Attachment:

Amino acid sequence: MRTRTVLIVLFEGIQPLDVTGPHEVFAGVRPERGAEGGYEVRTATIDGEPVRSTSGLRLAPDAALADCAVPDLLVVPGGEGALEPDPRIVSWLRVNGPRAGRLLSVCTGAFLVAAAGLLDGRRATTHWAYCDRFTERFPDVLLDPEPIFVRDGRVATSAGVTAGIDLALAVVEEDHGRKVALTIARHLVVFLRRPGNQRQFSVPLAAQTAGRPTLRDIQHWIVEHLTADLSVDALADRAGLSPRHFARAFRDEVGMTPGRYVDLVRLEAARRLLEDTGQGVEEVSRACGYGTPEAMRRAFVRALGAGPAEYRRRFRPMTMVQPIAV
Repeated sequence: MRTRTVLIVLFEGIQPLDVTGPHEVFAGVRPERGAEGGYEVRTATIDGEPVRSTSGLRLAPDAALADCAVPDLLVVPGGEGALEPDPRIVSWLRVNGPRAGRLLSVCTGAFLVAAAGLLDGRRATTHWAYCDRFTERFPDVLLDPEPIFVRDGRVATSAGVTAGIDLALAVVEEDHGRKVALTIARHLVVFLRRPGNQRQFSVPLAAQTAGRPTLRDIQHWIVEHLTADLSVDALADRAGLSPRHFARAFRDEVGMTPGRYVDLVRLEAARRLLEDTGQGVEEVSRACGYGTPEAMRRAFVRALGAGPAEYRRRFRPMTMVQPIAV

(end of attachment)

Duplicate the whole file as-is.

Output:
Amino acid sequence: MRTRTVLIVLFEGIQPLDVTGPHEVFAGVRPERGAEGGYEVRTATIDGEPVRSTSGLRLAPDAALADCAVPDLLVVPGGEGALEPDPRIVSWLRVNGPRAGRLLSVCTGAFLVAAAGLLDGRRATTHWAYCDRFTERFPDVLLDPEPIFVRDGRVATSAGVTAGIDLALAVVEEDHGRKVALTIARHLVVFLRRPGNQRQFSVPLAAQTAGRPTLRDIQHWIVEHLTADLSVDALADRAGLSPRHFARAFRDEVGMTPGRYVDLVRLEAARRLLEDTGQGVEEVSRACGYGTPEAMRRAFVRALGAGPAEYRRRFRPMTMVQPIAV
Repeated sequence: MRTRTVLIVLFEGIQPLDVTGPHEVFAGVRPERGAEGGYEVRTATIDGEPVRSTSGLRLAPDAALADCAVPDLLVVPGGEGALEPDPRIVSWLRVNGPRAGRLLSVCTGAFLVAAAGLLDGRRATTHWAYCDRFTERFPDVLLDPEPIFVRDGRVATSAGVTAGIDLALAVVEEDHGRKVALTIARHLVVFLRRPGNQRQFSVPLAAQTAGRPTLRDIQHWIVEHLTADLSVDALADRAGLSPRHFARAFRDEVGMTPGRYVDLVRLEAARRLLEDTGQGVEEVSRACGYGTPEAMRRAFVRALGAGPAEYRRRFRPMTMVQPIAV